A strange spiral appears amidst the Northern Lights in the Alaskan night sky

ANCHORAGE, Alaska (AP) — Northern Lights enthusiasts got a surprise mixed with the green bands of light dancing across the Alaskan sky: A light baby blue spiral resembling a galaxy appeared for several minutes amidst the aurora.

The cause early Saturday morning was a little more mundane than an alien invasion or the appearance of a portal to the far reaches of the universe. It was simply excess fuel released by a SpaceX rocket launched from California about three hours before the spiral appeared.

Sometimes rockets have fuel that needs to be jettisoned, said space physicist Don Hampton, a research associate at the University of Alaska’s Fairbanks Geophysical Institute.

“When they do that at high altitudes, that fuel turns into ice,” he said. “And if it happens to be in the sunlight, if you’re on the ground in the dark, you can see it as a kind of big cloud, and sometimes it’s swirling.”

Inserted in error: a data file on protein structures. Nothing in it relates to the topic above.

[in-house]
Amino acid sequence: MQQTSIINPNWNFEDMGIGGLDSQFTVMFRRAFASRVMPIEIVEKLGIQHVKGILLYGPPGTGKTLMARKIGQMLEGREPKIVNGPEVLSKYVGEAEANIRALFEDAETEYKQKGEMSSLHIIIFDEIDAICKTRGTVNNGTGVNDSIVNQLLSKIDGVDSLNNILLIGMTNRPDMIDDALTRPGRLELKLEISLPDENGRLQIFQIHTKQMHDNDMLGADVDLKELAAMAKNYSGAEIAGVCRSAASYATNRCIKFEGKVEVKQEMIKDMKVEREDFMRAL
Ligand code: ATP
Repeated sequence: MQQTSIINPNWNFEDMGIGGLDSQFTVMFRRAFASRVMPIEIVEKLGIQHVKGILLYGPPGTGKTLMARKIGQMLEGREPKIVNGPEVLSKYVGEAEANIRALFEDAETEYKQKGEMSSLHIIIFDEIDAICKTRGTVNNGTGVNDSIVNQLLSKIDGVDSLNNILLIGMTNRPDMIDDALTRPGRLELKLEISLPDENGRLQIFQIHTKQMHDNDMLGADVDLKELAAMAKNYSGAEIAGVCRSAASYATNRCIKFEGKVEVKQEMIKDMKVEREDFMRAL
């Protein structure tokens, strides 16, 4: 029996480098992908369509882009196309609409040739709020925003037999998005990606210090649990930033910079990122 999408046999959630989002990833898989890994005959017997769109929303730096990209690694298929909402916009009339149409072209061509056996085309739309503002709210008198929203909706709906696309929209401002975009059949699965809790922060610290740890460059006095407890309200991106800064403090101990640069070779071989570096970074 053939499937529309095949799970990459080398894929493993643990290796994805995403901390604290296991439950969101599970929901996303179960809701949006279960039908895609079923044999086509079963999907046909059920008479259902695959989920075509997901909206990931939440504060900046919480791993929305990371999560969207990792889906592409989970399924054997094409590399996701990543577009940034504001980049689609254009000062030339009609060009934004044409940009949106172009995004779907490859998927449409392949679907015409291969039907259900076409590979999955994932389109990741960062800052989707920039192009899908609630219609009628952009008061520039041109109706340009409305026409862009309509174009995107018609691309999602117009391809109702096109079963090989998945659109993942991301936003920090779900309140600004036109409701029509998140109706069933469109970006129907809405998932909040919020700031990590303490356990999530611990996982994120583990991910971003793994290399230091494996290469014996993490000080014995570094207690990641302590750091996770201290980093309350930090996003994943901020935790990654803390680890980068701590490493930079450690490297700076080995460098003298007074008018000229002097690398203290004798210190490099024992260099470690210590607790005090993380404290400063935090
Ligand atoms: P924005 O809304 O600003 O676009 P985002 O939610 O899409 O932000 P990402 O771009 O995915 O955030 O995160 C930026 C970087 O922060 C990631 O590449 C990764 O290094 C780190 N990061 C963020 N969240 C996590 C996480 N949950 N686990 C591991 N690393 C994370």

Though it’s not a common sight, Hampton said he’s seen such incidents about three times.

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The vortex’s appearance was captured in time-lapse using the Geophysical Institute’s all-sky camera and was widely shared. “It started a little internet storm with this spiral,” Hampton said.

Photographers who were out and about for the northern lights show also posted their photos on social media.

The rocket, which lifted off from Vandenberg Space Force Base in California on Friday evening, carried about 25 satellites as payloads.

It was a polar launch that made it visible over much of Alaska.

“The timing was right, they had done some kind of fuel dump at the time, and we got this really cool looking spiral thing,” he said.

And although it looked like a galaxy was sweeping over Alaska, he assures that it wasn’t.

“I can tell you it’s not a galaxy,” he said. “It’s just water vapor reflecting the sunlight.”

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Brian Ashcraft

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